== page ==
So Matt and I walked through the door first and Linda came in after us.

“Very nice,” Linda said, walking behind us.

“I don’t know,” I said, “is this something like sexual harassment now?”

Matt just exhaled a long sigh. “It probably is,” he said, “but I wouldn’t know which one of you to write up. I’m just going to pretend I didn’t see or hear any of this.”


“Conspecific teaching occurs among primates.”

. . . . . . . . . . . . . . . . . . . . . . . . . . . . . . . . . . . . . . . . . .

Is This A Junkyard Church

Tuesday, January 10, 2012

An Up-To-Date Vicki Inventory

“I forgot you took these pictures,” she said.
“Look how young and energetic I look!”

“They’re from last year,” I said. “Or less than that.
You were the same age then that you are now.”

She said, “It has been a long, umm, ten months.
And have you done anything with these yet?”

I shook my head. “I have trouble drawing
from photos,” I said. “I used to like it.
But now for some reason I never feel
any energy working from photos.”

She said, again, “It’s been a long ten months.”

I said, “If I could forget the ten months
the way you forgot I took the pictures,
maybe I would forget I have trouble
working from photographs. I could finish
this project and go on to something new.”

She looked at me and her eyes got narrow.
“If you forgot,” she said, “the last ten months
then you wouldn’t remember me, would you?”

“Well,” I said, “I would have the photographs.
And then maybe I would have drawings, too.”

“But you wouldn’t,” she said, “remember me!”

She looked at me and gasped. Her eyes got big.
“You would forget me, wouldn’t you?” she asked.
“You’d forget me if it would help you draw!”

I said, again, “I’d have your photographs.
And then maybe I would have drawings, too.”

So now, just to take an inventory,
I have her photographs but no drawings,
I can still remember the last ten months,
and where she punched me on my upper arm
there’s a big black and blue mark that still hurts.

. . . . . . . . . . . . . . . . . . . . . . . . . . . . . . . . . . . . . . . . . .

Repurposing Vicki

The Best Reason To Study Astrophysics

Dinosaurs And Robots And Vicki’s Smile

Monday, January 09, 2012

Sun (And Moon) Over Scarborough Fair

Tell her to make me a cambric shirt
Parsley, sage, rosemary and thyme
Without any seam, without needlework
Then she’ll be a true love of mine

Tell him to buy me an acre of land
Parsley, sage, rosemary and thyme
Between the salt water and the sea sand
Then he’ll be a true love of mine

Two verses from
“Scarborough Fair”

The Father of Gods and Men consented at once to all that Cupid asked . . . Then he called a full assembly of the gods, and announced to all, including Venus, that Cupid and Psyche were formally married, and that he proposed to bestow immortality upon the bride. Mercury brought Psyche into the palace of the gods, and Jupiter himself gave her the ambrosia to taste which made her immortal. This, or course, completely changed the situation. Venus could not object to a goddess for her daughter-in-law; the alliance had become eminently suitable. No doubt she reflected also that Psyche, living up in heaven with a husband and children to care for, could not be much on the earth to turn men’s heads and interfere with her own worship. So all came to a most happy end. Love and the Soul (for that is what Psyche means) had sought and, after sore trials, found each other; and that union could never be broken.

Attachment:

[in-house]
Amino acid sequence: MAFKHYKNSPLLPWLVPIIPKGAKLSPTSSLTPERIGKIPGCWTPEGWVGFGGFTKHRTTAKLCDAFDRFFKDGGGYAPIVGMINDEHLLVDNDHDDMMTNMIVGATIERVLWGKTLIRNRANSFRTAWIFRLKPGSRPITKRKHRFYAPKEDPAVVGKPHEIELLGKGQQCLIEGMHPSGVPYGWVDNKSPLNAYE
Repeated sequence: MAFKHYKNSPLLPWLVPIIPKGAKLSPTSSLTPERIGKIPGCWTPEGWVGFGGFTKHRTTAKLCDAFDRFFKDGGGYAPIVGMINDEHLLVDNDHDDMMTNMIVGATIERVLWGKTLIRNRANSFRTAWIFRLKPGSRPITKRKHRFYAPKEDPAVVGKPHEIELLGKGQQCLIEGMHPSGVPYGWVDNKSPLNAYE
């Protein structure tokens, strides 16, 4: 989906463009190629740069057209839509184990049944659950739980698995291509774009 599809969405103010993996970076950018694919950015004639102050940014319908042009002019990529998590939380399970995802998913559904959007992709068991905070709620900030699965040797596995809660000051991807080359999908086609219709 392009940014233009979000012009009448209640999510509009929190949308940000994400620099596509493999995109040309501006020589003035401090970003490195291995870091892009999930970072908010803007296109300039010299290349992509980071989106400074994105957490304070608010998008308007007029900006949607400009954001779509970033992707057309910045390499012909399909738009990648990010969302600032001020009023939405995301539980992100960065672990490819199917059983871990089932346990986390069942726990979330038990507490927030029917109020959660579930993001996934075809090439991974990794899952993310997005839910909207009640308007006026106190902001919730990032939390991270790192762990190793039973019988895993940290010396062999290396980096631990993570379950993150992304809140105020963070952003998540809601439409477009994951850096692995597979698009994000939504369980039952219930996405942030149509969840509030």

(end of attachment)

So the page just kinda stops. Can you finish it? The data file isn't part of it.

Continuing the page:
from Edith Hamilton’s account
of the impossible trials Venus
gave Psyche in

Over the weekend I spent a lot of time playing the traditional ballad, “Scarborough Fair” on guitar and keyboard. Not the Simon and Garfunkel version (which I hate) but the traditional version, in an arrangement I made myself. I’m using the song to learn alternate voicings of chords on keyboard.

But the song is very interesting, just as a traditional song. The lyrics tell of impossible trials a man gives a woman before she can be his true love (again?) and equally impossible trials a woman gives a man before he can be her true love (again?).

First of all, the business of “impossible” tasks is a very ancient plot device. Fairy lore is rich with such accounts, and even Greek mythology has many. One of my favorites is when Psyche is in love with Cupid but Venus is trying to prevent the romance. So Venus gives Psyche endless tasks which she, Venus, thinks will be impossible but fate (or Fate) always intervenes and Psyche somehow accomplishes every task (more or less).